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After complaints from, among others, Steve Wozniak (Apple’s co-founder), an American financial regulator has launched an investigation into reports that Apple’s credit card is intrinsically biased against women.
The complainants say that the formulas used to determine credit limits differ for men and women. New York’s Department of Financial Services (DFS) has now launched an inquiry into Goldman Sachs, the company that runs the Apple Card.
It said that any form of discrimination, regardless of whether it is intentional or not, “violates New York law”. Bloomberg this weekend reported on technology businessman David Heinemeier Hansson’s claim that his wife’s Apple Card credit limit was only 5% of his, despite the fact that her credit score was better.
Wozniak subsequently tweeted about a similar problem, and in his case, it was worsened by the fact that he and his wife do not have separate assets or bank accounts. Lenders such as banks are increasingly making use of algorithms to boost loan applications and reduce costs.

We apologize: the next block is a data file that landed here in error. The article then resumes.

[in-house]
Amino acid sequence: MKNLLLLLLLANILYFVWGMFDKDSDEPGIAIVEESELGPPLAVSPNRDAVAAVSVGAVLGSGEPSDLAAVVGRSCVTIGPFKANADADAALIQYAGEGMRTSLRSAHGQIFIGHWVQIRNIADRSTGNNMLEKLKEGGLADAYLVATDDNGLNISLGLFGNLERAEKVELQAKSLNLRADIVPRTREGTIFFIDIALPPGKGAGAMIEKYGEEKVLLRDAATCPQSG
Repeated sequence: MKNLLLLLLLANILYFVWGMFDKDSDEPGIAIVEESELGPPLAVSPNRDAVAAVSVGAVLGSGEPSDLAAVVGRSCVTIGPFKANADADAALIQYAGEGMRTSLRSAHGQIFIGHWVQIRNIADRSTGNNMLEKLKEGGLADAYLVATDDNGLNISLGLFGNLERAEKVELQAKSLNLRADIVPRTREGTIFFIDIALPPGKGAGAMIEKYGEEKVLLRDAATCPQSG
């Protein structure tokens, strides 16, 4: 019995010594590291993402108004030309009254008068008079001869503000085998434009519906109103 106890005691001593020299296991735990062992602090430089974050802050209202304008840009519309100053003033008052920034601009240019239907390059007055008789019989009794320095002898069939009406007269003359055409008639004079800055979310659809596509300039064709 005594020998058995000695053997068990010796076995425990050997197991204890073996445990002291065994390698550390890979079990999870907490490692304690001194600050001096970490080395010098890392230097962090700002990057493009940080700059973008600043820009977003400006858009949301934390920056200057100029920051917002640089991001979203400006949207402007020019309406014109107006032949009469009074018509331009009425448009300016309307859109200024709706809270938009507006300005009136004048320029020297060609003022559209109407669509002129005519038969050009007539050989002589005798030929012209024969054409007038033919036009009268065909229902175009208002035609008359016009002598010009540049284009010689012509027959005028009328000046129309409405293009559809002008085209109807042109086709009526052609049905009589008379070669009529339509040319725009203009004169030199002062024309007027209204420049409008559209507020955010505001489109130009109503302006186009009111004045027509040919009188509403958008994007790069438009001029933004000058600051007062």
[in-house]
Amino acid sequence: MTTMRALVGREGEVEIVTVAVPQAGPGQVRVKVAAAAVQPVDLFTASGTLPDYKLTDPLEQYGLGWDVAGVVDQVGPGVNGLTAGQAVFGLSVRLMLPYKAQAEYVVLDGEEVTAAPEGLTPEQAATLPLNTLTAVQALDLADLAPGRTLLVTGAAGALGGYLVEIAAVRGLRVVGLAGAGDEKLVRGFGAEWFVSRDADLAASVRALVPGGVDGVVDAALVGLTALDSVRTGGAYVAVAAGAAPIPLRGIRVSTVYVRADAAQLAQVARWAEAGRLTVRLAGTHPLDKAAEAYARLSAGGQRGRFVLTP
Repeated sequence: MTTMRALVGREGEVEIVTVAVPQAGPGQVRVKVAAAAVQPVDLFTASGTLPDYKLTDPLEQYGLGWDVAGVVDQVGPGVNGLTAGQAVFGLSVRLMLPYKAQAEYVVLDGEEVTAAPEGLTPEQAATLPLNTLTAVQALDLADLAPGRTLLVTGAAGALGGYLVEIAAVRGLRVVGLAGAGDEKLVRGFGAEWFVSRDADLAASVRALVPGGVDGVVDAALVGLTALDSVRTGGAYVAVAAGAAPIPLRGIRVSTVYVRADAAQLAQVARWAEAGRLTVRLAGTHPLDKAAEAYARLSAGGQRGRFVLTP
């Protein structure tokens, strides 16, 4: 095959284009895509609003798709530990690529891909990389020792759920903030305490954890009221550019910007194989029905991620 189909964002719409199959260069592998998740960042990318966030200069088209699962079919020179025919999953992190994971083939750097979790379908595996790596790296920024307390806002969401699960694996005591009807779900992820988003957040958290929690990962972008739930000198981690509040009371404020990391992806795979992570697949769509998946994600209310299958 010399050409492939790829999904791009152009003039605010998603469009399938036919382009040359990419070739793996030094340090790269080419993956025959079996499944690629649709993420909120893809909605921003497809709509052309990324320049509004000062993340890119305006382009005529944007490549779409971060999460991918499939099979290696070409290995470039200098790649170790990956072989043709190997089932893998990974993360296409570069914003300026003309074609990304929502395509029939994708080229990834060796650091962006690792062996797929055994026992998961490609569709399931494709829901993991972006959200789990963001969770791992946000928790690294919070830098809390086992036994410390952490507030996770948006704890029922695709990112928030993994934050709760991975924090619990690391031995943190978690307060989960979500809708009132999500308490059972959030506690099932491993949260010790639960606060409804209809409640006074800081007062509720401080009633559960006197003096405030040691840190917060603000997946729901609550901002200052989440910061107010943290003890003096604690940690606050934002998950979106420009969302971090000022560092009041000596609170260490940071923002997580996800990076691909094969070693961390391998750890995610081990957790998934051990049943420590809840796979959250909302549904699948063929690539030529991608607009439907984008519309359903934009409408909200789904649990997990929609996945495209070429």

But, says Hansson, these algorithms can be discriminating. In his tweet, he even called Apple Card “sexist”. He added that his wife’s credit limit was increased the moment he reported the matter.
In a statement, the DFS stated that it will investigate whether any New York legislation was broken to make sure that all consumers, regardless of their sex, received equal treatment.
It added: “Any algorithm that intentionally or not results in discriminatory treatment of women or any other protected class violates New York law.”
Goldman Sachs issued a cookie-cutter statement over the weekend about its credit decisions never discriminating on the basis of gender, age, race or sexual orientation. It launched Apple Card in August.
This was its first-ever credit card, though it does offer savings accounts and personal loans to consumers via Marcus bank. Apple, meanwhile, promotes Apple Card online as a “new kind of credit card, created by Apple, not a bank”.